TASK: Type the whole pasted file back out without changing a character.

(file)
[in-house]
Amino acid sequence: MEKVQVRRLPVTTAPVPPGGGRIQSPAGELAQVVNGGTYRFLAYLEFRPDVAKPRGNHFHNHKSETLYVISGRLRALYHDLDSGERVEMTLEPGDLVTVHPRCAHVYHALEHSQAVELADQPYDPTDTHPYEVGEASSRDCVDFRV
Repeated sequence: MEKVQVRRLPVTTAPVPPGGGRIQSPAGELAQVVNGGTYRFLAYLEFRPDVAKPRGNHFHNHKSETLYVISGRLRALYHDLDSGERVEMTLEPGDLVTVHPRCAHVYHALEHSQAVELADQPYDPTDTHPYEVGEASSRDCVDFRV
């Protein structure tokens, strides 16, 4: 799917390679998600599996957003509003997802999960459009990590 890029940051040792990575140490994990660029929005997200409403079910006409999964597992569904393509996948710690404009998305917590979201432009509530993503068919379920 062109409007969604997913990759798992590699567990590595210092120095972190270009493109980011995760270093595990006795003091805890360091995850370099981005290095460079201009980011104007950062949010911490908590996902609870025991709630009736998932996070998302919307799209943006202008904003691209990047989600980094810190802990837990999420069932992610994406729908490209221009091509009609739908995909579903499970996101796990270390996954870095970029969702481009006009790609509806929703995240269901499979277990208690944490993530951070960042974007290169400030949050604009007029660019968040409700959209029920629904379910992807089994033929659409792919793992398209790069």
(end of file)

[in-house]
Amino acid sequence: MEKVQVRRLPVTTAPVPPGGGRIQSPAGELAQVVNGGTYRFLAYLEFRPDVAKPRGNHFHNHKSETLYVISGRLRALYHDLDSGERVEMTLEPGDLVTVHPRCAHVYHALEHSQAVELADQPYDPTDTHPYEVGEASSRDCVDFRV
Repeated sequence: MEKVQVRRLPVTTAPVPPGGGRIQSPAGELAQVVNGGTYRFLAYLEFRPDVAKPRGNHFHNHKSETLYVISGRLRALYHDLDSGERVEMTLEPGDLVTVHPRCAHVYHALEHSQAVELADQPYDPTDTHPYEVGEASSRDCVDFRV
């Protein structure tokens, strides 16, 4: 799917390679998600599996957003509003997802999960459009990590 890029940051040792990575140490994990660029929005997200409403079910006409999964597992569904393509996948710690404009998305917590979201432009509530993503068919379920 062109409007969604997913990759798992590699567990590595210092120095972190270009493109980011995760270093595990006795003091805890360091995850370099981005290095460079201009980011104007950062949010911490908590996902609870025991709630009736998932996070998302919307799209943006202008904003691209990047989600980094810190802990837990999420069932992610994406729908490209221009091509009609739908995909579903499970996101796990270390996954870095970029969702481009006009790609509806929703995240269901499979277990208690944490993530951070960042974007290169400030949050604009007029660019968040409700959209029920629904379910992807089994033929659409792919793992398209790069």